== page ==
City Shopping Center in Orange Offers Wide Range of Gift and Specialty Stores
The City Shopping Center in Orange looks like a lot of malls--plenty of plants, the ubiquitous Parkland Hosiery and your usual assortment of ice cream and hot dog emporiums.
What sets The City apart, however, are its number and variety of gift and specialty shops. Of the 101 stores (including two department stores, May Co. and J.C. Penney), 15 are gift or specialty stores. Names like Unga Bunga (“gifts from the jungle”), The Incredible Machine and Ho Ho Gifts relieve the sameness of Thom McAn, The Limited and Swiss Colony.
Looking for a black Asian scorpion or tarantula for that special someone? Pat’s Pets has them. The perfect doll for the child who has everything? Ho Ho Gifts sells a particularly ugly “preemie” baby doll for $39.99. Unga Bunga sells neckties shaped like wild animals. There is something for everyone.
Also unusual is the mall’s target customer. Marketing Director Mary Flynn says the stores are geared to three groups--tourists because of the mall’s proximity to Disneyland and the Anaheim Convention Center; office building employees because it is surrounded by office buildings, and shoppers from Orange and nearby communities with family incomes of less than $45,000.
With its bright and airy interior, colorful decorative banners and liberal use of skylights, The City provides a cheerful atmosphere in which to part with one’s money. Although the stores cater to middle incomes, the selection of moderate-priced goods is impressive. And along with more than 100 year-round stores, the mall has added 21 holiday shops and service booths, including a baby-sitting service, a rare coin shop and Fry’s Left Handed Supply.
The City is part of a huge development project managed by the Tishman West Management Corp. and owned by Metropolitan Life Insurance Co. In or just outside the mall are two hotels, several office buildings, Clubhouse Pizza, two movie theaters (City Center Theatres and UA the Movies), an exercise center, three full-service restaurants, a foreign currency exchange and a post office.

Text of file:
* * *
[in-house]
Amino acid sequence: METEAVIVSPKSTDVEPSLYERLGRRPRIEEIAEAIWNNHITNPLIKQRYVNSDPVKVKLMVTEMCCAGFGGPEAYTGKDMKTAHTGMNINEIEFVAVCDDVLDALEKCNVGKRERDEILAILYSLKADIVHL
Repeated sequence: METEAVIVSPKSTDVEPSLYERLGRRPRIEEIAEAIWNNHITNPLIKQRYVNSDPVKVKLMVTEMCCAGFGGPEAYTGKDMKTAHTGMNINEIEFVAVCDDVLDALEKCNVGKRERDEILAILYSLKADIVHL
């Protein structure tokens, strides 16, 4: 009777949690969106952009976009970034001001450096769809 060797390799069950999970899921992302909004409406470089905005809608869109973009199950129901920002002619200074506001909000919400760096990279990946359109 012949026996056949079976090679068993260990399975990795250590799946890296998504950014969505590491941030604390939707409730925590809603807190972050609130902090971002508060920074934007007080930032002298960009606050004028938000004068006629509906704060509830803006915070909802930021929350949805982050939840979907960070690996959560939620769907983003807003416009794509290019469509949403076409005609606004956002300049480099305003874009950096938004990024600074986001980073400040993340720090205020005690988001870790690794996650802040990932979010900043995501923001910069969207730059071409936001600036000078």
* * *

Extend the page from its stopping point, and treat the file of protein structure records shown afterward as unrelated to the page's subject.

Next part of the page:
Coupled with the convenience of having a wide variety of facilities in one location are some handy services: computerized information screens to answer shoppers’ questions, free use of wheelchairs, free shopping bags and free shuttle buses to and from local hotels.
Built in 1970, The City has a modern and functional, if not glamorous, appeal. Its L-shape design allows plenty of resting places near large windows overlooking courtyards or a fountain. And banners hanging from the huge vaulted ceiling brighten the middle of the mall.
However, if you’re looking for top-quality goods with plenty of style, you won’t find them here. There is very little for the Amen Wardy or Brooks Brothers shopper. Kids also get short shrift. The only children’s clothing store is Kid’s Mart, and for toys the selection consists of Kay-Bee Toy & Hobby Shop.
Men do not fare much better. Just four clothing stores cater to them, and half of those stores also sell women’s clothes.
Women, as usual, get the best selection: 15 stores feature women’s fashions. The City also has four sporting goods shops, eight jewelry stores, a CVS drugstore, three card or bookstores and six beauty salons or supply shops.
Also shortchanged are hungry shoppers. Although the mall has an adequate number of food counters, the eateries fall into the ho-hum category. Orange Julius, Papa’s Famous Hot Dogs and Carl’s Jr. predominate.
Bargain shoppers who are not searching for high style or the latest word in munchies, however, will be rewarded. Last week, cocktail gowns at Bobbi’s were selling for $29.98. Everything at a gift shop called Uniquely Yours was 20% off, and all merchandise was 75% off at Fashion Conspiracy, which features fetching clothes at low prices.
The City has interesting stores, a pleasant atmosphere and plenty of conveniences. Just don’t go looking for the latest thing from Milan.
THE CITY SHOPPING CENTER AT A GLANCE
Address: At the intersection of the Santa Ana (5) or Garden Grove Freeways and The City Drive in Orange. 714-634-8500.
Hours: 10 a.m.-9 p.m. Monday-Friday; 10 a.m.-6 p.m. Saturday; 11 a.m.-6 p.m. Sunday. Call for holiday hours.
Number of stores: 99 plus two department stores.
Department stores: May Co. and J.C. Penney.
Most unusual store: Unga Bunga is like a miniature trading post tucked under a banana tree. In a tiny corner shop in Center Court, the store sells four-inch fighting rhinos carved out of wood ($78), zebra T-shirts ($12.95), and adjustable elephant tail-hair bracelets ($7).
Best place to browse: Ho Ho Gifts has merchandise as lighthearted as its name. “Mr. Bills” is a cellophane teddy bear stuffed with $250,000 in shredded U.S. currency ($36.99). Realistic preemie dolls sell for $39.99.
Best place to take the kids: Pat’s Pets, where you can pick up an Asian scorpion for $14.99 (yes they sting, but no they’re not poisonous). $24.99 buys a Chili Rose tarantula and $19.99 buys a mud turtle. The shop also has cute little dogs and cats.
Good cheap eats: China King Restaurant offers tasty and inexpensive daily specials, such as almond chicken or sweet and sour pork, for about $3.
Services: Free wheelchair loans, stroller rentals, free shopping bags, free shuttle buses to and from area hotels. Babysitting is available during holiday shopping season; call ahead for times available. No valet parking.